"When I got my first child, I just loved it," said Janie Carter, who has cared for about 50 foster children in the last 17 years.
Carter, 54, one of 12 Alexandrians honored recently for serving as foster parents for periods ranging from 12 to 30 years, said that she will continue "as long as I can" to mother the needy, neglected and abused children who become the charges of the Alexandria Dept. of Social Services.
About 130 families open their homes to foster children in the Alexandria area and more homes are needed, a social services department official said.
The number of children entering the foster care program is higher this yea than last, according to social worker Lynn R. Fountain.
"I don't know why," she said. "Last year I would have said it was the state of the economy. It probably still is, to some extent. And more people are becoming responsive to us, are calling in to tell us about children who are being mistreated."
Recalling her years as a foster parent, Janie Carter said that social workers "tell you not to get attached, but you get attached anyway. I raised three sisters, and they still visit me every weekend; they've like my own kids."
Like several other foster parents in Alexandria, Carter, a divorcee who had no children of her own, adopted one of her foster children.He is Earl, now 18, who was placed in her home by city social workers when he was 9 months old.
Ethele Hewitt raised two daughters and a son of her own before she began taking in other people's children. "After my children grew up it seemd so lonesome around the house," she recalled. Hewitt, 73 and a widow, has been a foster parent 21 years and still has one foster child living with her, a man who is now 21.
Another long-term surrogate mother is Ruby Tucker, who proudly shows off the picture of her "grandchild," the infant daughter of a foster child who lived with Tucker and her husband for more than 10 years."
"We have a lot of children who have spent 10 or 12 years with one family," said Kathy Bigalke, of the social services department's office of home finding, licensing and review. "The fewer moves a child makes, the better. It isn't always possible but the ideal situation is to have a child stay in one foster home."
Mayor Frank E. Mann presented certificates to Carter, Hewitt and Mary and Monroe Ross, 16 years of service, at a luncheon for Alexandria foster families.
Certificates were sent to four other couples who were not ablet to attend the luncheon. They are Catherine and Lawrence Leonard, who have cared for children for 30 years; Carlene and Leonard Kline, 16 years; LUvenia and Will Madkins, 20 years, and Hazel and Willie Spradlin, 12 years.
Mildred Watson, who is retiring this summer as supervisor of residential care for the social services of department, spoke at the luncheon, discussing provisions of new child care legislation that will go into effect in July. The law places emphasis on permanent foster care and requires mre reporting, review and planning by social services staff members, she said.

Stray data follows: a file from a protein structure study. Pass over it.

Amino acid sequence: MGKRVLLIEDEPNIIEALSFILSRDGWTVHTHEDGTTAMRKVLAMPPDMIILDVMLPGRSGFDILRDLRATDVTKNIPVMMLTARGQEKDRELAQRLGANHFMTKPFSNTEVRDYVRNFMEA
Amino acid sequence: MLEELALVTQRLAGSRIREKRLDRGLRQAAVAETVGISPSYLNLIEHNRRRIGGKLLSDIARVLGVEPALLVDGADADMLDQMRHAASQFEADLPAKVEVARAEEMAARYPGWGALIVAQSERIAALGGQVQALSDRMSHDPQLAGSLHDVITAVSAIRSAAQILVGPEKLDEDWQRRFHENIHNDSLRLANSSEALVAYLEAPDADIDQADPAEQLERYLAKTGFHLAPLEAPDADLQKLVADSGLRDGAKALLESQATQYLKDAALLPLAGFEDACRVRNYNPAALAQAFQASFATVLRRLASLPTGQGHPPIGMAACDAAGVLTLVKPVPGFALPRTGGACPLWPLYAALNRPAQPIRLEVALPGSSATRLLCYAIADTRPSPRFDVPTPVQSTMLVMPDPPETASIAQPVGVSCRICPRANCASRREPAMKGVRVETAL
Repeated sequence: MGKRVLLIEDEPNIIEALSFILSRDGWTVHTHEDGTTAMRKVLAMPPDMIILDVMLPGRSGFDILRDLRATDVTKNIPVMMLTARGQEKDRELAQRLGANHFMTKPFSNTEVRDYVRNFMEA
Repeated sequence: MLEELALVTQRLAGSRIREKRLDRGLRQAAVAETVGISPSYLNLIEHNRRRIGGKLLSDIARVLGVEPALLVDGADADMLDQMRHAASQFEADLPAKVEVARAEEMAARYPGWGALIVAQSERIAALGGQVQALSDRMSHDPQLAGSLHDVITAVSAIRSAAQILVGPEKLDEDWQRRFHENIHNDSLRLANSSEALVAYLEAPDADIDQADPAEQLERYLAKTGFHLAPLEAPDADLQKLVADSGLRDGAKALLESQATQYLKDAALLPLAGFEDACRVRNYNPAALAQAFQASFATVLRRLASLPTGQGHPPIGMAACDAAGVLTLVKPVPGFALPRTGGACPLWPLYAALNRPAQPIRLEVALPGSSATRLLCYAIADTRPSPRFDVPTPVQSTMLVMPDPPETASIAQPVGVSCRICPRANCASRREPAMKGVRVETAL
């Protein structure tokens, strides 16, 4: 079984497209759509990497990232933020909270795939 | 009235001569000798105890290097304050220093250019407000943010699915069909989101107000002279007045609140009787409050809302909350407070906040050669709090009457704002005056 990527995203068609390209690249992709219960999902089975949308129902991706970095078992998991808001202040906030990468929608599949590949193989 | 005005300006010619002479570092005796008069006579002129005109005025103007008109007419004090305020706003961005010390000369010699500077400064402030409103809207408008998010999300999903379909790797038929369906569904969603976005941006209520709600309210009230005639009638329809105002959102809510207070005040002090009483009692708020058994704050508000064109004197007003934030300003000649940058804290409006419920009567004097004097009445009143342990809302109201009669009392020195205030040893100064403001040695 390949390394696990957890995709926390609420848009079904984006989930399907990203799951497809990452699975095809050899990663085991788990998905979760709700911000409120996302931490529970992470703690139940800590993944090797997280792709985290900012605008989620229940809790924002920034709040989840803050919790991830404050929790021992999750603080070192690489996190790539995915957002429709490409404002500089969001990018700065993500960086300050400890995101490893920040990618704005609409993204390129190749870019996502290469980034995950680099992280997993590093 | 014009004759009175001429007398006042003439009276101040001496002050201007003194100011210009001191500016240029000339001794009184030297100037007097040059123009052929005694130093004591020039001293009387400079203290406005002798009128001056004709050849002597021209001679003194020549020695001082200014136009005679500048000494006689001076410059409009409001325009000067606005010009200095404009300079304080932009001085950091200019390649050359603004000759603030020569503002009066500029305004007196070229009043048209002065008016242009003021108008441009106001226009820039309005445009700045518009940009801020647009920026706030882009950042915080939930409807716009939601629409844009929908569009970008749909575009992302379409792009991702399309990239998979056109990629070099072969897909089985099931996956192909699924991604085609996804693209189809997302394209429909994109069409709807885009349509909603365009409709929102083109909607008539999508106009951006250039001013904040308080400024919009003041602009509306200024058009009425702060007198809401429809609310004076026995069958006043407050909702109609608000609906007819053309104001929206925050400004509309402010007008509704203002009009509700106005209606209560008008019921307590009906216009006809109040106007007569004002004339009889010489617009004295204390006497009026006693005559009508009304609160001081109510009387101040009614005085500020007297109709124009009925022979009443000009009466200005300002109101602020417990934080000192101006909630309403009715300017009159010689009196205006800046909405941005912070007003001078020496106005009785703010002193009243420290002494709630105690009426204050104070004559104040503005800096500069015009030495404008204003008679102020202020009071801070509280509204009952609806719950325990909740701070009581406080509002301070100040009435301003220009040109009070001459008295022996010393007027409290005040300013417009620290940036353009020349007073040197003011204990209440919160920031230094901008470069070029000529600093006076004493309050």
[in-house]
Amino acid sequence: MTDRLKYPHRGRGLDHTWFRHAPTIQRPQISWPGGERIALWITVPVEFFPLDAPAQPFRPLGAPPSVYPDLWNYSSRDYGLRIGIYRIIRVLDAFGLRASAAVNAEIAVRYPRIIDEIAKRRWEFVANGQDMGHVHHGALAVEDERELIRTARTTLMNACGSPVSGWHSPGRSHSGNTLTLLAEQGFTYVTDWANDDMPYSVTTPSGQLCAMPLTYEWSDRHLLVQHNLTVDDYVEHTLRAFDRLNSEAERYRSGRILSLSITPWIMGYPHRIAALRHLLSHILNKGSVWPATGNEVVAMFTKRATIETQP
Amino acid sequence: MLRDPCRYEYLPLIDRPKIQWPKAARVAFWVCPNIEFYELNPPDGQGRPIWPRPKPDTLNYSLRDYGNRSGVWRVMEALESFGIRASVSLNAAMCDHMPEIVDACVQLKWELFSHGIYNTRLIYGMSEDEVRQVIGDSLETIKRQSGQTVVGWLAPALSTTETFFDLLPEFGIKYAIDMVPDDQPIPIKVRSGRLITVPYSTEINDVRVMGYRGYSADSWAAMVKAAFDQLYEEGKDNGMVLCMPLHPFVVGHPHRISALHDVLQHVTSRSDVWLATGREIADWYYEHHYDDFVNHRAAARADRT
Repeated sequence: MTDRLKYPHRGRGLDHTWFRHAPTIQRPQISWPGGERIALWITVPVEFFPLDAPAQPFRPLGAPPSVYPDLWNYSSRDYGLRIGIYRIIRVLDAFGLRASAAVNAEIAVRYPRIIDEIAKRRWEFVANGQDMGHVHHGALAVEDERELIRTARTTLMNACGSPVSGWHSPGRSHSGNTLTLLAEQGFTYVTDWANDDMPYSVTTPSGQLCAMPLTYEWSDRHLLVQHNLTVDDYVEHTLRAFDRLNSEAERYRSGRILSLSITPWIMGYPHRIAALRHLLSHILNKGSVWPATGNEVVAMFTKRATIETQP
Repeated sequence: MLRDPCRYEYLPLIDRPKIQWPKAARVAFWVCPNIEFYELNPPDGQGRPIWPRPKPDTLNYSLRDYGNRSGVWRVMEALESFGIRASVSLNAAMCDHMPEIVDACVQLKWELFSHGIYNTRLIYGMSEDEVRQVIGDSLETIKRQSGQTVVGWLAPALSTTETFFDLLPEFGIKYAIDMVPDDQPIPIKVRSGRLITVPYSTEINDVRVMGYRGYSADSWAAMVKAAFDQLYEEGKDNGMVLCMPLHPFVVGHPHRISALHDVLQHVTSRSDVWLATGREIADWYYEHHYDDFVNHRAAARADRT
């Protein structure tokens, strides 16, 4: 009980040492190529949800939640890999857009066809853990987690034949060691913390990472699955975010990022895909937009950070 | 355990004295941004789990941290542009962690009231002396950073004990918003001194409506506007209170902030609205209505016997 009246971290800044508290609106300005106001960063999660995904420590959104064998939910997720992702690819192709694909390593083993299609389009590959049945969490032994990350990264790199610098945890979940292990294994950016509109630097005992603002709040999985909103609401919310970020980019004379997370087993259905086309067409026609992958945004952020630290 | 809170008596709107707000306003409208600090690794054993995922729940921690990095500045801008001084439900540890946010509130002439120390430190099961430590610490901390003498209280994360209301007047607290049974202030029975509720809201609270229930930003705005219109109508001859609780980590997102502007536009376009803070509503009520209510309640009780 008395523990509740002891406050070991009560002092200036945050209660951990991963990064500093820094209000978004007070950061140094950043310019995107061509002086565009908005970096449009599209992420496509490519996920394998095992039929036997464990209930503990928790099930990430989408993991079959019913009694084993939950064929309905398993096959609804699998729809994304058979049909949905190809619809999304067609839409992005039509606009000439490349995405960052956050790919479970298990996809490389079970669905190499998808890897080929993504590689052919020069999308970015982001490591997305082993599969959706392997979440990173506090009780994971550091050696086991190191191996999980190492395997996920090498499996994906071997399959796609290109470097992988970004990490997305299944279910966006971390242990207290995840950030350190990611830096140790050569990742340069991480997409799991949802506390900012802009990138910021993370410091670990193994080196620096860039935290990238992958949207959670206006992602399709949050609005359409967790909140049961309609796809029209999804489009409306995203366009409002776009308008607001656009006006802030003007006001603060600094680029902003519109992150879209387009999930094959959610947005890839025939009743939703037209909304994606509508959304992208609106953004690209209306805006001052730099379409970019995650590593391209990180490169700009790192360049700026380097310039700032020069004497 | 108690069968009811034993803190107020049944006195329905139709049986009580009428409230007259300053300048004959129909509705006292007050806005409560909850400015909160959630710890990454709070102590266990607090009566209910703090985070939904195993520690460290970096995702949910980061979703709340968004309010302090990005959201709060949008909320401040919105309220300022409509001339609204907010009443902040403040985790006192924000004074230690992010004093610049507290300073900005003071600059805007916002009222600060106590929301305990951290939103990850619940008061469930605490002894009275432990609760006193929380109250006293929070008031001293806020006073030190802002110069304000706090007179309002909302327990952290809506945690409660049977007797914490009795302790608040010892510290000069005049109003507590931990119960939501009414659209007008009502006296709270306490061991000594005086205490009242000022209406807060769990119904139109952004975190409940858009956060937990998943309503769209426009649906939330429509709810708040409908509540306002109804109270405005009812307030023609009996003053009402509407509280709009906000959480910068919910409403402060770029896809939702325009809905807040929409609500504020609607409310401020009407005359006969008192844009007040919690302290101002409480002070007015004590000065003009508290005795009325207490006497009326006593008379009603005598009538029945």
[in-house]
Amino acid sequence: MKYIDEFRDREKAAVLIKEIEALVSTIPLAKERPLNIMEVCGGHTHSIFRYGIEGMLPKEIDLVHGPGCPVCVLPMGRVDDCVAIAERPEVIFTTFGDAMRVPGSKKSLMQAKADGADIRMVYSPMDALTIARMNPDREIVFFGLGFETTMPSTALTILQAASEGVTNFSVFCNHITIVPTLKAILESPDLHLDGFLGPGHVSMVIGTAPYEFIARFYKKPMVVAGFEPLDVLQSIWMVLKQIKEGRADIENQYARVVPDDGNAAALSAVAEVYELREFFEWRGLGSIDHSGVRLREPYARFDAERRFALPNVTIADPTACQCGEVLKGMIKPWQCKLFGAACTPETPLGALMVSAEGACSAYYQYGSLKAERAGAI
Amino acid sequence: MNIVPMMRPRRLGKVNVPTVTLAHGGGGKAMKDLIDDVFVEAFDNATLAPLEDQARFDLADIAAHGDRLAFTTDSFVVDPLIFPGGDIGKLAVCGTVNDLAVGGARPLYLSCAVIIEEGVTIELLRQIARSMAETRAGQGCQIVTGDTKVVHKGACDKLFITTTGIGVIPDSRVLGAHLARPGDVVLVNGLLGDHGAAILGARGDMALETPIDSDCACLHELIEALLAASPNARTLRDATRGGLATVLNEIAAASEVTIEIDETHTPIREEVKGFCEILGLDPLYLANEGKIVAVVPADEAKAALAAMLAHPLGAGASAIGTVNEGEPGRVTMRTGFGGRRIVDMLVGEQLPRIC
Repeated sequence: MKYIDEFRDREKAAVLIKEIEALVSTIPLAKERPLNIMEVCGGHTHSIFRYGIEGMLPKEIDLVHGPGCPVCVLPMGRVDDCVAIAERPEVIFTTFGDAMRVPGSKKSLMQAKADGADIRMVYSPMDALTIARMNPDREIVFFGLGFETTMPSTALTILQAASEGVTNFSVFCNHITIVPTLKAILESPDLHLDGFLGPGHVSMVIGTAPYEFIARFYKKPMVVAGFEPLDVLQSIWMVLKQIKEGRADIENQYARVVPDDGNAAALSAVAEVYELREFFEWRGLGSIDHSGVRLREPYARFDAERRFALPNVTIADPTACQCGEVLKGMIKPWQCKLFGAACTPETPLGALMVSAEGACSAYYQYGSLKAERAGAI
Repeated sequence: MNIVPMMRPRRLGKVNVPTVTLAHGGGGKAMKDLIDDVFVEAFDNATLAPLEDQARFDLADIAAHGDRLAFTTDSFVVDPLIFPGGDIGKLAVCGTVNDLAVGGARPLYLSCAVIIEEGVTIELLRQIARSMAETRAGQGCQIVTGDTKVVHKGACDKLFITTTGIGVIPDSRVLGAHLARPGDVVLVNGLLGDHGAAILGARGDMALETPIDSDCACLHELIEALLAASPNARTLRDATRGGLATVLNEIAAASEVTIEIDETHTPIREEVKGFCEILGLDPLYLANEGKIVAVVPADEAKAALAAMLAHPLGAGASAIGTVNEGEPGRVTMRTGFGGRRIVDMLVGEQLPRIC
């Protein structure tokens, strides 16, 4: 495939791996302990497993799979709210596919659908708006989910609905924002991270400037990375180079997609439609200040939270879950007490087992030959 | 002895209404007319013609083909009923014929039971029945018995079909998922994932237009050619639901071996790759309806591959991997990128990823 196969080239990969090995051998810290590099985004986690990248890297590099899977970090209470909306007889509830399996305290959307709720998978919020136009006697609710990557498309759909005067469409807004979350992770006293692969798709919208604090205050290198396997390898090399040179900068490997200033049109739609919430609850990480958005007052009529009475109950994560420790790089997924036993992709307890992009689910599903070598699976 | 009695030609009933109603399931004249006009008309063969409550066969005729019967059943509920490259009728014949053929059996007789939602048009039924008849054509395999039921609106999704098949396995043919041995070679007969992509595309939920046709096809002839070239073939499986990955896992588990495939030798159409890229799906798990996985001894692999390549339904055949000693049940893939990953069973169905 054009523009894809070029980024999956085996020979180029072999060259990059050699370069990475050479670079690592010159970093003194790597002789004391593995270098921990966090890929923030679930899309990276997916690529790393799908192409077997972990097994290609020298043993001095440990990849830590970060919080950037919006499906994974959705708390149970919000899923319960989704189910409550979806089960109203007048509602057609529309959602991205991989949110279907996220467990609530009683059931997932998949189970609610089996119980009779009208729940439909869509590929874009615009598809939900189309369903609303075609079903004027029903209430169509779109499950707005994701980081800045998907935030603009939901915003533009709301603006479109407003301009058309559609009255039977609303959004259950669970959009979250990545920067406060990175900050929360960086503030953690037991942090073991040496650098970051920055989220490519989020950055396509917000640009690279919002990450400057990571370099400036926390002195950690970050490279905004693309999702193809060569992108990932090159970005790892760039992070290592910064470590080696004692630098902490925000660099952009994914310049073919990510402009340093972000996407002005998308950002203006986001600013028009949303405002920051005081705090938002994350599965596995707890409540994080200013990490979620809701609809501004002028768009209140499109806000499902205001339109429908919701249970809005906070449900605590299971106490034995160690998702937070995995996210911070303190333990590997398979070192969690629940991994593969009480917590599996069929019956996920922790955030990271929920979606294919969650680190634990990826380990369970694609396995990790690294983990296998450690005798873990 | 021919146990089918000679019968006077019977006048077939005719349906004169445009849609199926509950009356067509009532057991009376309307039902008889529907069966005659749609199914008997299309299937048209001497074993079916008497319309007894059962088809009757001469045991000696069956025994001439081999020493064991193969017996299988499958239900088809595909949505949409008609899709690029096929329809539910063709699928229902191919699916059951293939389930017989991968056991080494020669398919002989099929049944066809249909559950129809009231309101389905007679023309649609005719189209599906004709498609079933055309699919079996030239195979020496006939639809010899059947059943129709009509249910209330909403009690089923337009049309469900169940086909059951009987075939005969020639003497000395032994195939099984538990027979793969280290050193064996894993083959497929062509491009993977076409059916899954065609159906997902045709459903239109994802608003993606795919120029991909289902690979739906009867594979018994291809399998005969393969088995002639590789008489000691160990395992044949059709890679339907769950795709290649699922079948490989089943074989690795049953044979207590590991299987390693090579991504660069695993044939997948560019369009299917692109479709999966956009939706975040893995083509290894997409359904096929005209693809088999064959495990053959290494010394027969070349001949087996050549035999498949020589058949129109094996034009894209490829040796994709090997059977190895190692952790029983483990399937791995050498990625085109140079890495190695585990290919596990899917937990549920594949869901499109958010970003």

"We don't know yet what differences it will make" in the operation of the foster care program, Watson said. While social workers study implementation of the new law and other aspects of foster care, Watson told the foster parents, "You go on about your business of providing one of the best services there is in the world."
Of the 309 children now in the custody of the Alexandria Social Services Department, 204 are in foster homes. The remainder are in institutions.
In an effort to improve children's chances of staying put in foster homes, Alexandria social workers are working toward establishment of an emergency shelter for children under 12. The shelter would be the home of a qualified foster family where children turned over to the social services department could stay temporarily while social workers evaluate their situations, backgrounds and needs, and make detailed plans for their future care. Sixty-two children under 12 were turned over to the department in the first nine months of this fiscal year.
The social services department has started advertising for a foster family to run the home and hopes to have the emergency shelter in operation by July.
About one-fourth of the children who become wards of the social services agency each year return to their parents within 12 months, she said. "If they're going home at all, they usually will do so within a year. After that, their chances of going home go down every day," Bigalke added.
Only another 10 per cent of the total group of children in the agency's custody go back to their parents annually, after staying in foster care for more than a year, she said. About 20 children yearly are released by their parents for adoption.
About half the children who come under the agency's jurisdiction do so through court orders issued after action is initiated by public officils, usually over the objections of parents. The other half are placed in foster homes after parents ask for help, usually because they cannot find work or housing, Fountain said. In these cases, a court is asked to give the social services department legal authority to take over the children's care.